There was a cautious feel to global markets as investors weighed hopeful signs from the earnings season against trade disputes between the US and China. In the UK, the political scene gathered pace providing testing times for Theresa May’s leadership, and her control of the Brexit process. The latest of which has seen EU policymakers rejecting the UK’s negotiating position on the governance of UK financial services firms’ access to European markets.
Sterling experienced another leg down due to a combination of surprisingly weak retail sales, soft inflation data and the ongoing negotiations around Brexit. Investors now doubt whether the Bank of England will be able to raise rates on 2 August, as previously expected. This prompted traders to offload sterling.
Globally, there was some positive news, after US Federal Reserve Chair Jay Powell delivered an upbeat assessment about the health of the world’s largest economy. This helped counteract weakness in energy stocks, some disappointing earnings results, notably Netflix, and another round of frustrating US and China trade talks.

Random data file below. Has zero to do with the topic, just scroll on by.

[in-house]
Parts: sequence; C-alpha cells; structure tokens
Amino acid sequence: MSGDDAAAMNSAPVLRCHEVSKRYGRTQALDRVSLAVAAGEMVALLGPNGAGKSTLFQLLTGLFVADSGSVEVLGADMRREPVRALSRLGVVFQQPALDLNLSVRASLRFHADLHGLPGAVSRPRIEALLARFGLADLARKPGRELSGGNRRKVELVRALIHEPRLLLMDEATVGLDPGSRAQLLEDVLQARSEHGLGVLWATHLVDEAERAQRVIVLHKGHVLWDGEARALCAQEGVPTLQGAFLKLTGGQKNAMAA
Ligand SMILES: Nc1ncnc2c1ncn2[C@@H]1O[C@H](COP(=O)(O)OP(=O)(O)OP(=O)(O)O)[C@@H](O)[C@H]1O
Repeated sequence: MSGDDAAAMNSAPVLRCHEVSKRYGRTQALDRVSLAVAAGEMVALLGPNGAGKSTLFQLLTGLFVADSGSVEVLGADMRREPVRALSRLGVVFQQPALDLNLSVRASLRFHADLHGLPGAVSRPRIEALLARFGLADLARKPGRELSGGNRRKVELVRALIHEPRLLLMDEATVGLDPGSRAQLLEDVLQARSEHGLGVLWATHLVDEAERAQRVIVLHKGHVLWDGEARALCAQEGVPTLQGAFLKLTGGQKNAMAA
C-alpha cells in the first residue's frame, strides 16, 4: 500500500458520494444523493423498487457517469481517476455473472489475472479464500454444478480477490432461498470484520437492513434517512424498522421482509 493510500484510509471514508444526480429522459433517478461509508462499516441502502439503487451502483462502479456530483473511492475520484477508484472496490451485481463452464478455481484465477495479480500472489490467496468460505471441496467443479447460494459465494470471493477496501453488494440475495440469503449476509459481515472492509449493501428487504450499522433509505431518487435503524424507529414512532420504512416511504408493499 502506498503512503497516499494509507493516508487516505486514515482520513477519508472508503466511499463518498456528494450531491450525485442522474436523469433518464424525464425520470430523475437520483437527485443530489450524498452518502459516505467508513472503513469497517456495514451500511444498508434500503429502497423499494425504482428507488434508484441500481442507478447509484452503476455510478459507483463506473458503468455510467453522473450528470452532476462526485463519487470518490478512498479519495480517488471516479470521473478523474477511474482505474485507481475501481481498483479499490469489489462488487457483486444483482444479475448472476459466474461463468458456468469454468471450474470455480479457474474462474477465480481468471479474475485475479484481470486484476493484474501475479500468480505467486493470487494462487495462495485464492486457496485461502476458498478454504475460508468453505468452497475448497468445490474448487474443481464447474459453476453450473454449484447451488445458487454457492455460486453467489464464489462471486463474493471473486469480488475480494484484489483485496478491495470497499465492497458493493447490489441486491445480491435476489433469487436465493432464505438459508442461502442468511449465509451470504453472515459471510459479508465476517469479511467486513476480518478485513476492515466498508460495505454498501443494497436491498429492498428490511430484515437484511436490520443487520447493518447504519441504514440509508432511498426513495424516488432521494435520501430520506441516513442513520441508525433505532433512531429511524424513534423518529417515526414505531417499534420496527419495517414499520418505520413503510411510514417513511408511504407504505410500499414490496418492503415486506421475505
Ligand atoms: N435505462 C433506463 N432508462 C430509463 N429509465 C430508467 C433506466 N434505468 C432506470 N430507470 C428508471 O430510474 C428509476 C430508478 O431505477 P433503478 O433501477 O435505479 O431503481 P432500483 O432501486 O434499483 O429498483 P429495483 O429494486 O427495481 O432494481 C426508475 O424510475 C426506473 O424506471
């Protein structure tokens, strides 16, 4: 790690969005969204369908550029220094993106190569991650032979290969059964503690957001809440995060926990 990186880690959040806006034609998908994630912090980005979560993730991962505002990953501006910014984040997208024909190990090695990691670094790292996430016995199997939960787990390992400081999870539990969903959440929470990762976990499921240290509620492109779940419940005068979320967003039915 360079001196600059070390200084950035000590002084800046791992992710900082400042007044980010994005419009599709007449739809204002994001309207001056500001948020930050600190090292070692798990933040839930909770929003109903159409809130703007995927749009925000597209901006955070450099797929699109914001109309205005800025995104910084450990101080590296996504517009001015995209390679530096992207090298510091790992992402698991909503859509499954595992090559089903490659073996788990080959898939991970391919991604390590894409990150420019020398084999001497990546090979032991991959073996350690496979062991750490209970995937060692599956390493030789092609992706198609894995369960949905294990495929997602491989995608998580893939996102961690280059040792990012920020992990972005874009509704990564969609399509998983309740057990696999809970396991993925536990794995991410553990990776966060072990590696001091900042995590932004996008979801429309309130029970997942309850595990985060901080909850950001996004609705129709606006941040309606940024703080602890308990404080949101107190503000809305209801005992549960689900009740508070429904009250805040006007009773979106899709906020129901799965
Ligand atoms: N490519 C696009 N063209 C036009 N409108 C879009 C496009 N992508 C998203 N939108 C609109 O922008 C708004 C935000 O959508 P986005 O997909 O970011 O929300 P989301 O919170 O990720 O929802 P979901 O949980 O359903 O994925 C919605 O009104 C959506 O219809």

However, US President Donald Trump launched a rare attack on the US’s central bankers, indicating that he wasn’t happy with their plans to raise US interest rates. Trump claimed that the Federal Reserve risked undermining all his good work strengthening the economy. Higher borrowing costs would drive up the dollar, especially as other central banks are keeping policy loose.
It is no secret that Trump does not like a strong dollar or a Federal Reserve intent on raising interest rates. However, the former looks set to extend its rally given the robust pace of US growth versus the rest of the world. Add to this mix, escalating trade tensions, and commodities flagging weaker demand, then further risk aversion among investors will also benefit the dollar.
In company news, Amazon became the second company ever to cross the $900bn market cap milestone last week. Apple’s market cap is currently about $935bn, with the two companies apparently locked in a battle to see which business will be the first company to hit the $1 trillion milestone.
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